2.5. Renal Microcirculation Imaging and Assessment

A microultrasound examination of the left kidney was performed, and the renal vascular tree was mapped using power Doppler images (Figure 3(a)) acquired with a central frequency of 32 MHz and a PRF of 5 kHz. Renal flow velocity data were obtained placing the sample volume in correspondence of the central segmental artery and acquiring related PW-Doppler images (Figure 3(a)) with a PRF of 9-10 kHz. Peak systolic velocity (PSV) and end-diastolic velocity (EDV) values were manually measured; mean velocity (MV) was obtained from tracing the envelope of the flow signal correspondent to a single cardiac cycle. Renal resistivity index (RI) was calculated as (PSV-EDV)/PSV, while renal pulsatility index (PI) was assessed as (PSV-EDV)/MV.

Figure 3: Kidney and liver ultrasound scan. (a) Power Doppler image was used to localize renal vessels, while PW-Doppler signal was used to measure renal blood flow thus deriving pulsatility and reflectivity indexes. (b) Mean gray levels of the liver parenchyma were compared to mean gray levels of the renal parenchyma.

Cardiac and renal evaluations were obtained with the software provided with the ultrasound equipment (VEVOLab, FUJIFILM VisualSonics Inc., Toronto, Canada). Vascular assessments required a customized images processing approach which was performed using Matlab R2011a (MathWorks Inc., Natick, MA, USA).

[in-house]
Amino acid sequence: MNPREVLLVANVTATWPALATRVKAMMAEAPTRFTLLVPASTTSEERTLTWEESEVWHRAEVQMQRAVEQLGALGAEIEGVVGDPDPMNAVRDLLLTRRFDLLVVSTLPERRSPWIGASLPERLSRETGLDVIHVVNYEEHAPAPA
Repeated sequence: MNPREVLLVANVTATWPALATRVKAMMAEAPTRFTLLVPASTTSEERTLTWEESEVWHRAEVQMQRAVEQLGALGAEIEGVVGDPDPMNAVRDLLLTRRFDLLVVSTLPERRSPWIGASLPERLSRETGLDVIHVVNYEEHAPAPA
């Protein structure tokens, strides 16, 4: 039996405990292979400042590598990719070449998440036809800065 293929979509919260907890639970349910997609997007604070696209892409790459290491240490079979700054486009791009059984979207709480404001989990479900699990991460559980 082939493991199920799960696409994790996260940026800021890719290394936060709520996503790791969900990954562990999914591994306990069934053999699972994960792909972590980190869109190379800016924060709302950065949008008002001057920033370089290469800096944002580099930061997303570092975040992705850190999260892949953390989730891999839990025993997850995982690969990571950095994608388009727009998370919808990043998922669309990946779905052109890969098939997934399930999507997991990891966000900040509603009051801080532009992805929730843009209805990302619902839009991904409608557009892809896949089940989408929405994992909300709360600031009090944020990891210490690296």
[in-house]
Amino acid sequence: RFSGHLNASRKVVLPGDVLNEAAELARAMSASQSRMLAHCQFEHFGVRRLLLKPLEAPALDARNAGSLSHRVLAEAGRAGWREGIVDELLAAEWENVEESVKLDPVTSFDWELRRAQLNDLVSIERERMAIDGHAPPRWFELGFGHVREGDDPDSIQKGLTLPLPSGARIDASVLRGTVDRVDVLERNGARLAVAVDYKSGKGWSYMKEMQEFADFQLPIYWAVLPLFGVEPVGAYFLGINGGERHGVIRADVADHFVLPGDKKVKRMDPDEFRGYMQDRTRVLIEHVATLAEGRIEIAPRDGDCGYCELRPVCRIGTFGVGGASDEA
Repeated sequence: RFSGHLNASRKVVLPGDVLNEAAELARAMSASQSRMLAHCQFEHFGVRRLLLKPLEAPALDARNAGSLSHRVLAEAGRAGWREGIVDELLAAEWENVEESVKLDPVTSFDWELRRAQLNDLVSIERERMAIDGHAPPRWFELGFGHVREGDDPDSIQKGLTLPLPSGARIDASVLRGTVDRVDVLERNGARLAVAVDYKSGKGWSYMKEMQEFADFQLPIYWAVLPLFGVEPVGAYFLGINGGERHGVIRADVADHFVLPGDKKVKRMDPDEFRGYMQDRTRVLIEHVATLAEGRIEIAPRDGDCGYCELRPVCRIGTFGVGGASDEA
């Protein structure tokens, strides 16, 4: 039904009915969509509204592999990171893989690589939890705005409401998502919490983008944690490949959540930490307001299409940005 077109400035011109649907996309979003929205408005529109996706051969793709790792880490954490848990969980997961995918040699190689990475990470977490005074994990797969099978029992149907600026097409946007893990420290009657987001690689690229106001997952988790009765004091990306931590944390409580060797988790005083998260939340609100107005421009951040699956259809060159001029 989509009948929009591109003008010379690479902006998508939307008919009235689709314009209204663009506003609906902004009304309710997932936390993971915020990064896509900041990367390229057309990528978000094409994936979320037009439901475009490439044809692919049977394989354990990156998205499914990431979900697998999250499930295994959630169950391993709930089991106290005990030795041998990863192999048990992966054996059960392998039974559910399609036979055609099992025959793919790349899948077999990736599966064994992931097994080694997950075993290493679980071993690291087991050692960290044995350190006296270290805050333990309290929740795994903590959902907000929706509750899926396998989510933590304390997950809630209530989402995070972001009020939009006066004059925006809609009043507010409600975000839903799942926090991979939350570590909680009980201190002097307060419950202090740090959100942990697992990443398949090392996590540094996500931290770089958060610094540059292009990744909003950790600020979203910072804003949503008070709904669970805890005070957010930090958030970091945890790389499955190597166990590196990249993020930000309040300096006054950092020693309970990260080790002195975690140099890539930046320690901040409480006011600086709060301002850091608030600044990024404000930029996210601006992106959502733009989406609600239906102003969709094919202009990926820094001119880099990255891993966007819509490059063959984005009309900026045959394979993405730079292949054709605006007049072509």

2.6. Liver Steatosis Assessment

An ultrasound B-mode scan of the liver was obtained with Vevo 2100 using the MS-250 24 MHz hfUS probe. Ultrasound projection was chosen in order to have also the right kidney in the same image (Figure 3(b)). Two regions of interest (ROIs) were placed in the liver and in the kidney parenchyma, respectively. The mean values of the gray levels of the two ROIs were evaluated and its ratio (that we call steatoscore) was considered as a surrogate index of steatosis degree.

2.7. Statistical Analysis

Data were analyzed with SPSS version 23 (IBM, New York, NY, USA) and are presented as median and interquartile range [IQR]. For all the evaluated parameters, the Mann–Whitney test was used for determining differences between wt and db/db mice. Tests were considered statistically significant when .

3. Results

Table 1 shows the phenotype of the two groups of animals. As expected, db/db mice were characterized by a higher weight and a significantly worse metabolic profile with the exception of cholesterol levels that were similar between db/db and wt mice. The phenotypic characteristics of the animals (triglycerides and AST not surprisingly elevated in db/db mice) agree with the literature and confirm the reliability of the model [23, 24].

Table 1: Weight and biochemical and physiological parameters in the two groups of mice.

Heart rate was significantly lower (296[77] versus 378[77] bpm, ) in db/db mice. In addition, a small difference emerged in respiratory rate (134[53] in db/db versus 117[19] in wt, ).

Ultrasonographic cardiac parameters are reported in Table 2. db/db mice showed several differences with respect to wt; in particular, they were characterized by a lower LV mass value () and turned out to have reduced cardiac output (), ejection fraction (), fractional shortening (), and stroke volume (). Concerning the diastolic function, a significant difference emerged from E/A evaluation (), with db/db mice showing higher values than wt.